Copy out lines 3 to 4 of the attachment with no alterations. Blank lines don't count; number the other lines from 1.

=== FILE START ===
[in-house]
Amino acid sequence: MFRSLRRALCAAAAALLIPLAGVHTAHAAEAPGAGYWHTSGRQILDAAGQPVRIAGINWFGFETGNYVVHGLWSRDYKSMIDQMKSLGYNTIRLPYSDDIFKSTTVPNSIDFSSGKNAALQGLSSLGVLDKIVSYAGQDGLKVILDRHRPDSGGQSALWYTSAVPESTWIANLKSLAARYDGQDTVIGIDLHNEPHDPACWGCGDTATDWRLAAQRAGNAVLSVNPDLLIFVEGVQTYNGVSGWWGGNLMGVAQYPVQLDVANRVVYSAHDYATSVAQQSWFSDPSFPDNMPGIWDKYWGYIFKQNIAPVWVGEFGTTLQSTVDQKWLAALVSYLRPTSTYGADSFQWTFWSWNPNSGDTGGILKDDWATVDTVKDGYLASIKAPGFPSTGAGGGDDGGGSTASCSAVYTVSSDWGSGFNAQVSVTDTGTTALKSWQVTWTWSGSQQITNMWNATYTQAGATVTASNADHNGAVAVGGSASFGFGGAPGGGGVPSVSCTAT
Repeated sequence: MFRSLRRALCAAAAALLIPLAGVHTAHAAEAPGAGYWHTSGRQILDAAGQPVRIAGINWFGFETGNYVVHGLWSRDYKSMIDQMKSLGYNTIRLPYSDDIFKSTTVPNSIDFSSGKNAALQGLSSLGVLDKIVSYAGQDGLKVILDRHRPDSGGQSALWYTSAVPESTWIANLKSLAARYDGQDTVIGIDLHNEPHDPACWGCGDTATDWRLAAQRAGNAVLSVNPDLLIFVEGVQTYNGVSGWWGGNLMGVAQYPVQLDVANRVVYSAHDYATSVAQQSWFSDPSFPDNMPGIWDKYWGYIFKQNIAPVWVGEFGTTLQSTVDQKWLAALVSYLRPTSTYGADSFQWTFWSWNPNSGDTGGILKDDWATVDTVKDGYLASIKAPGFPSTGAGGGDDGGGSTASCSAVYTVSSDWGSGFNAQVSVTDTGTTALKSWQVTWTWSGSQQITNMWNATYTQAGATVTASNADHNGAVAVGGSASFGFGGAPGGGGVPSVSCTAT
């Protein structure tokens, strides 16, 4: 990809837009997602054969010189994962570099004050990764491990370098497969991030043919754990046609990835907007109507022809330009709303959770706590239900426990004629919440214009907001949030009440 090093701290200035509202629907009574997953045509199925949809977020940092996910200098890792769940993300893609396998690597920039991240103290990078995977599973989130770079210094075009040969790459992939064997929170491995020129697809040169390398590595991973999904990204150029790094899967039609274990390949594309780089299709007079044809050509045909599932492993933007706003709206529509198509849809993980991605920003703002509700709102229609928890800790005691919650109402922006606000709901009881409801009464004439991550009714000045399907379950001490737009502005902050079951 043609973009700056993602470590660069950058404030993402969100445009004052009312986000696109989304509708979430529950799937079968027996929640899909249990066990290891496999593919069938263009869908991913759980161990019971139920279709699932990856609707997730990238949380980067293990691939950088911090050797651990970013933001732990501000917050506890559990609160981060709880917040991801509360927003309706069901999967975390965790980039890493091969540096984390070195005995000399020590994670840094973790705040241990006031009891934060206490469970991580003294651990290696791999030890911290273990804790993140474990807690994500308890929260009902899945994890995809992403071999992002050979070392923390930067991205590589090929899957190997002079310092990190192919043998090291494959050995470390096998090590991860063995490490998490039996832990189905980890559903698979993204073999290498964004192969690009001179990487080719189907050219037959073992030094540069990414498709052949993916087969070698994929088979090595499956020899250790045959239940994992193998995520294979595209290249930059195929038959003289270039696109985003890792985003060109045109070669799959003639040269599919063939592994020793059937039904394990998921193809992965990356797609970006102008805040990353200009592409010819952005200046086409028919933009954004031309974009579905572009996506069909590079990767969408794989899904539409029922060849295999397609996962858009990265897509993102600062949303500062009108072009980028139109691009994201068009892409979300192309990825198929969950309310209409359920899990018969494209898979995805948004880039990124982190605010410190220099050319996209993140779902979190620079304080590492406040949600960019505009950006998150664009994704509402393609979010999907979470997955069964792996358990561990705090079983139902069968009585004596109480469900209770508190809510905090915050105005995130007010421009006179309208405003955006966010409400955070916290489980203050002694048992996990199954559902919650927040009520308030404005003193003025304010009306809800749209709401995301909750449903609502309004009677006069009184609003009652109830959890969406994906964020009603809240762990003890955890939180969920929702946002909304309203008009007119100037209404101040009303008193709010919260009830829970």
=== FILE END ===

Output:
Repeated sequence: MFRSLRRALCAAAAALLIPLAGVHTAHAAEAPGAGYWHTSGRQILDAAGQPVRIAGINWFGFETGNYVVHGLWSRDYKSMIDQMKSLGYNTIRLPYSDDIFKSTTVPNSIDFSSGKNAALQGLSSLGVLDKIVSYAGQDGLKVILDRHRPDSGGQSALWYTSAVPESTWIANLKSLAARYDGQDTVIGIDLHNEPHDPACWGCGDTATDWRLAAQRAGNAVLSVNPDLLIFVEGVQTYNGVSGWWGGNLMGVAQYPVQLDVANRVVYSAHDYATSVAQQSWFSDPSFPDNMPGIWDKYWGYIFKQNIAPVWVGEFGTTLQSTVDQKWLAALVSYLRPTSTYGADSFQWTFWSWNPNSGDTGGILKDDWATVDTVKDGYLASIKAPGFPSTGAGGGDDGGGSTASCSAVYTVSSDWGSGFNAQVSVTDTGTTALKSWQVTWTWSGSQQITNMWNATYTQAGATVTASNADHNGAVAVGGSASFGFGGAPGGGGVPSVSCTAT
């Protein structure tokens, strides 16, 4: 990809837009997602054969010189994962570099004050990764491990370098497969991030043919754990046609990835907007109507022809330009709303959770706590239900426990004629919440214009907001949030009440 090093701290200035509202629907009574997953045509199925949809977020940092996910200098890792769940993300893609396998690597920039991240103290990078995977599973989130770079210094075009040969790459992939064997929170491995020129697809040169390398590595991973999904990204150029790094899967039609274990390949594309780089299709007079044809050509045909599932492993933007706003709206529509198509849809993980991605920003703002509700709102229609928890800790005691919650109402922006606000709901009881409801009464004439991550009714000045399907379950001490737009502005902050079951 043609973009700056993602470590660069950058404030993402969100445009004052009312986000696109989304509708979430529950799937079968027996929640899909249990066990290891496999593919069938263009869908991913759980161990019971139920279709699932990856609707997730990238949380980067293990691939950088911090050797651990970013933001732990501000917050506890559990609160981060709880917040991801509360927003309706069901999967975390965790980039890493091969540096984390070195005995000399020590994670840094973790705040241990006031009891934060206490469970991580003294651990290696791999030890911290273990804790993140474990807690994500308890929260009902899945994890995809992403071999992002050979070392923390930067991205590589090929899957190997002079310092990190192919043998090291494959050995470390096998090590991860063995490490998490039996832990189905980890559903698979993204073999290498964004192969690009001179990487080719189907050219037959073992030094540069990414498709052949993916087969070698994929088979090595499956020899250790045959239940994992193998995520294979595209290249930059195929038959003289270039696109985003890792985003060109045109070669799959003639040269599919063939592994020793059937039904394990998921193809992965990356797609970006102008805040990353200009592409010819952005200046086409028919933009954004031309974009579905572009996506069909590079990767969408794989899904539409029922060849295999397609996962858009990265897509993102600062949303500062009108072009980028139109691009994201068009892409979300192309990825198929969950309310209409359920899990018969494209898979995805948004880039990124982190605010410190220099050319996209993140779902979190620079304080590492406040949600960019505009950006998150664009994704509402393609979010999907979470997955069964792996358990561990705090079983139902069968009585004596109480469900209770508190809510905090915050105005995130007010421009006179309208405003955006966010409400955070916290489980203050002694048992996990199954559902919650927040009520308030404005003193003025304010009306809800749209709401995301909750449903609502309004009677006069009184609003009652109830959890969406994906964020009603809240762990003890955890939180969920929702946002909304309203008009007119100037209404101040009303008193709010919260009830829970």